Over the last few days, we’ve been getting several earnings reports from the country’s big banks. And on the surface, things haven’t been looking so great. Monday, Goldman Sachs said profits fell almost 50% compared to last year, thanks in part to a slowdown in corporate deal-making. That helped push down profits at Bank of America too.
But when you look a little deeper into these reports, you’ll find it’s not all doom and gloom. In fact, banks have been reporting that consumer and business lending have been growing over the past year.
The big reason consumers have been borrowing more is because they’ve been spending more on their credit cards.
“I mean, it’s still full steam ahead, I think, from a credit perspective,” said Andrew Davidson with Comperemedia. People are also taking out personal loans and using buy-now, pay-later services, he said.
“You have this intensely competitive environment in which consumers have more access to credit than ever,” Davidson said.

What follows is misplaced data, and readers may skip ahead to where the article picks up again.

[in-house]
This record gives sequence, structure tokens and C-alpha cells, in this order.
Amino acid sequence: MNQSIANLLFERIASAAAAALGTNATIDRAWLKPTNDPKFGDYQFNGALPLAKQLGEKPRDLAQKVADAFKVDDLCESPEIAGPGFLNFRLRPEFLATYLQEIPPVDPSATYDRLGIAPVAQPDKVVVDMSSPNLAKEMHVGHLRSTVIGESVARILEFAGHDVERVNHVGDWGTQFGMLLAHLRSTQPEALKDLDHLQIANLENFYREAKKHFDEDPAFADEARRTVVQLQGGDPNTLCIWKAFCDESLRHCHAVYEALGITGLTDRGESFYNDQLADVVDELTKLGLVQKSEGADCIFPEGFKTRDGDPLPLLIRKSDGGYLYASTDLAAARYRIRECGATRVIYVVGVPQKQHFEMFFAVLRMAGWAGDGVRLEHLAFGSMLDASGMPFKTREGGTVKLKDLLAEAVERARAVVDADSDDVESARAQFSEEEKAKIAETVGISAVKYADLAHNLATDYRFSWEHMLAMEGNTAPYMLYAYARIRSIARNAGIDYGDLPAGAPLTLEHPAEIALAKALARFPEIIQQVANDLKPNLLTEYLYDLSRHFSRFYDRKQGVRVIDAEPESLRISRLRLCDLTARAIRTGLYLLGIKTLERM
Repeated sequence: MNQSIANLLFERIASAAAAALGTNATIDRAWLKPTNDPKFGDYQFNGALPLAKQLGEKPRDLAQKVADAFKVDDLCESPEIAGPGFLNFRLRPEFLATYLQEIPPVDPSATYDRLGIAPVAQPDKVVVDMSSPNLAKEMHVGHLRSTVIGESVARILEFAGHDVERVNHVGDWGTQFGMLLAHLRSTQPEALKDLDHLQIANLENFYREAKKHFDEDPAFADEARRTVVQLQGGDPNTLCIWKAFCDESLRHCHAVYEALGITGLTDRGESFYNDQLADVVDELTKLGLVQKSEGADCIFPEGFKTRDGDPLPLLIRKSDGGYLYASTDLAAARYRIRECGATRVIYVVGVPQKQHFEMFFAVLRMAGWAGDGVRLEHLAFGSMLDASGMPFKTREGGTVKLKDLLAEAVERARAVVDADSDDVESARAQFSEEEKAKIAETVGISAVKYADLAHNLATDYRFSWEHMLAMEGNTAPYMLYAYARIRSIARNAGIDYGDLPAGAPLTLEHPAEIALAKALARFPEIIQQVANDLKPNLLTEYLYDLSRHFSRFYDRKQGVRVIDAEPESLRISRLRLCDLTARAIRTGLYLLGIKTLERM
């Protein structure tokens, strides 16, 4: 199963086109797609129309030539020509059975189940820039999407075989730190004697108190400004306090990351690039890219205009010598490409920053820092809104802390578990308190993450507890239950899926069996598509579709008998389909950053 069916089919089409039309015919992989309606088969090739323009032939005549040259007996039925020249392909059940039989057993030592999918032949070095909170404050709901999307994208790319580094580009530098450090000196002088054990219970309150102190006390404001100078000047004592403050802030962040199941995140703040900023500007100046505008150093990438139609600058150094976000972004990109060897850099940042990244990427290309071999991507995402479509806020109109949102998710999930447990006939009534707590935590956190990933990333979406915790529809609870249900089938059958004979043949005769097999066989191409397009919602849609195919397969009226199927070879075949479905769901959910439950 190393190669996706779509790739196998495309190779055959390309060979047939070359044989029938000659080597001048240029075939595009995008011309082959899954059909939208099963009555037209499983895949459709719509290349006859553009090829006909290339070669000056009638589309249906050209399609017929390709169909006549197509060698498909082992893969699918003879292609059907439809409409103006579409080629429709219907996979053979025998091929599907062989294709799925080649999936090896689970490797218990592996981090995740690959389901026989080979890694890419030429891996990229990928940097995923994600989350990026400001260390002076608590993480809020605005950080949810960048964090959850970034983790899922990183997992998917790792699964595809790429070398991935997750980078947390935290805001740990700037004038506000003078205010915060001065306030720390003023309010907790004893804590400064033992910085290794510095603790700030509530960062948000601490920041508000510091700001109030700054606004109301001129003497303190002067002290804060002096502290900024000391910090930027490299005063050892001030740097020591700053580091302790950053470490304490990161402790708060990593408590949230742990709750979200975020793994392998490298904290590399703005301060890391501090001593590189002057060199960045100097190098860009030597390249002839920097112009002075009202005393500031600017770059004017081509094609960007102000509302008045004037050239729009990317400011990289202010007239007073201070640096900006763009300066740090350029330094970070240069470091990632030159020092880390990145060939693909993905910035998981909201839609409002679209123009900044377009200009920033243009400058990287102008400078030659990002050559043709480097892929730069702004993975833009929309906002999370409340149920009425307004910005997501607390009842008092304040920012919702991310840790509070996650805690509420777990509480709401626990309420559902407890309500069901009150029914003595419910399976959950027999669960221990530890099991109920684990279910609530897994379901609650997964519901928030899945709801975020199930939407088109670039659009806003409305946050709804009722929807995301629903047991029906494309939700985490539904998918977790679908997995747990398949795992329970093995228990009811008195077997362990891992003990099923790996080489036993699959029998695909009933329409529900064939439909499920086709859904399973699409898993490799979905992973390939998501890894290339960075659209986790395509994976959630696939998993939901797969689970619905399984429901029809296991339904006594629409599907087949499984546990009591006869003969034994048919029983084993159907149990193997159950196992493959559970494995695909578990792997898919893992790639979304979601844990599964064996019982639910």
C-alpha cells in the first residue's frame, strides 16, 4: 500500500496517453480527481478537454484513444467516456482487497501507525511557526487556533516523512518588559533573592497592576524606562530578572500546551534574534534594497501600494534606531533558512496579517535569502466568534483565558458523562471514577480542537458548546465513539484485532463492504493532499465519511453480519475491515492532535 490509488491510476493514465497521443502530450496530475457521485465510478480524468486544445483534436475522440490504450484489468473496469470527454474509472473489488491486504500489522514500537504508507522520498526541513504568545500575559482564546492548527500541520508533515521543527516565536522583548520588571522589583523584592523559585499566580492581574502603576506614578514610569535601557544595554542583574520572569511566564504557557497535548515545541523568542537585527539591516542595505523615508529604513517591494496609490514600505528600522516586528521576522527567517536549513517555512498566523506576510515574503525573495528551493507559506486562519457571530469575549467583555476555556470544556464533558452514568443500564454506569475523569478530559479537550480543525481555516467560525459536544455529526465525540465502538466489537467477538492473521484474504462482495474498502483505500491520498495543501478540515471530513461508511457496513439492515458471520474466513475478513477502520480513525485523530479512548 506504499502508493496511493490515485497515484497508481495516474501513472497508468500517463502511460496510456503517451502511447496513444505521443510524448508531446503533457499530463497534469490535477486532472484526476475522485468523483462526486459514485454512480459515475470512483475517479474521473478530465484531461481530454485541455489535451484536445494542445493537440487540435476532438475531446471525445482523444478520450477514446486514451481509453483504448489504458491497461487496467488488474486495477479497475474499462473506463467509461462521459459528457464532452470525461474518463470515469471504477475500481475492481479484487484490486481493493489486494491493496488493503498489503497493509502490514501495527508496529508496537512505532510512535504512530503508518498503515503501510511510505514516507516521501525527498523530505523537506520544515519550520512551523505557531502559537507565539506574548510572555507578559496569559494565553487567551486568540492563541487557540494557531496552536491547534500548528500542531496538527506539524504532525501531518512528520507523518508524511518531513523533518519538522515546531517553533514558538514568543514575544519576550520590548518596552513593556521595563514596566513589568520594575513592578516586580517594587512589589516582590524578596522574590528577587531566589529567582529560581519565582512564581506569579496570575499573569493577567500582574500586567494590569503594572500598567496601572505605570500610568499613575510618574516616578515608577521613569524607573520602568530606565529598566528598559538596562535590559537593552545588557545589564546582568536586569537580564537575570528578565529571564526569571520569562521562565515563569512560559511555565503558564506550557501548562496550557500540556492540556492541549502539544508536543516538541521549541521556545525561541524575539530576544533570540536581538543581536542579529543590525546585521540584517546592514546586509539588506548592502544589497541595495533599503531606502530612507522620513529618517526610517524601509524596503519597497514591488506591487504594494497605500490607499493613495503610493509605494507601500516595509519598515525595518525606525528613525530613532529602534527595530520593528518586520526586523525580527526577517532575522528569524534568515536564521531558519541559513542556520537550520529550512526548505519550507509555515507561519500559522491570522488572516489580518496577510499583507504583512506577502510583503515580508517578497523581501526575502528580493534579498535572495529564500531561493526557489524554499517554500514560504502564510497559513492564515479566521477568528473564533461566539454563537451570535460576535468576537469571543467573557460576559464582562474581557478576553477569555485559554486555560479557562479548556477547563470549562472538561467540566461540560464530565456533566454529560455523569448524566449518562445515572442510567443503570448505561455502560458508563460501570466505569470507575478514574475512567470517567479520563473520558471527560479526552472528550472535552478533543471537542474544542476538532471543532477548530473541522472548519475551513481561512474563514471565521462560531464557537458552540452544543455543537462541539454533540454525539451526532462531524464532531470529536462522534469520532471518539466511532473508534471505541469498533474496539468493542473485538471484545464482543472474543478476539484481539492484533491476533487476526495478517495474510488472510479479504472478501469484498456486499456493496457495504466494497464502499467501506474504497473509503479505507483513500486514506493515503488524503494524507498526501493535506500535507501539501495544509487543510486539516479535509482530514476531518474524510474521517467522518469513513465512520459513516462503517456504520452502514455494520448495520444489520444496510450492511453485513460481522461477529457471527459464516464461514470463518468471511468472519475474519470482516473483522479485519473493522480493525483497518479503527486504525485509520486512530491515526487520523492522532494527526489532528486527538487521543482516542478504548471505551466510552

Meanwhile, corporate borrowing has been growing at the fastest pace in nearly 15 years, said Mike Mayo, bank analyst with Wells Fargo Securities. He said that’s in part because businesses have been trying to build up their inventories.
“You’re also seeing more expansion of businesses,” Mayo said. “And that was placed on hold to some degree during the pandemic.”
Many business owners have been taking out loans because they’re worried that if they wait, those loans will get too expensive, said Karen Kerrigan, CEO of the Small Business and Entrepreneurship Council.
“I mean, the cost of capital is only going to increase as rates go higher, as the Fed, you know, makes additional moves,” she said. Kerrigan said the uptick in business borrowing could also be a sign that businesses want cash on hand to help them through a downturn.
In fact, banks themselves say they’re setting aside more money in case borrowers default on their loans.
“It is better to be the concerned banker at the beginning and save up too much versus waiting too late to recognize the losses,” said Nate Tobik, founder of Complete Bank Data.
But Mayo with Wells Fargo Securities said banks aren’t setting aside nearly as much in reserves as they did at the start of the pandemic.
“Then, you were looking at unemployment rates that might approach 15%,” Mayo said. “Now, unemployment’s under 4%, and maybe it goes up some, but it’s night and day versus the pandemic.”
And right now, Mayo said, borrowers’ finances are healthy.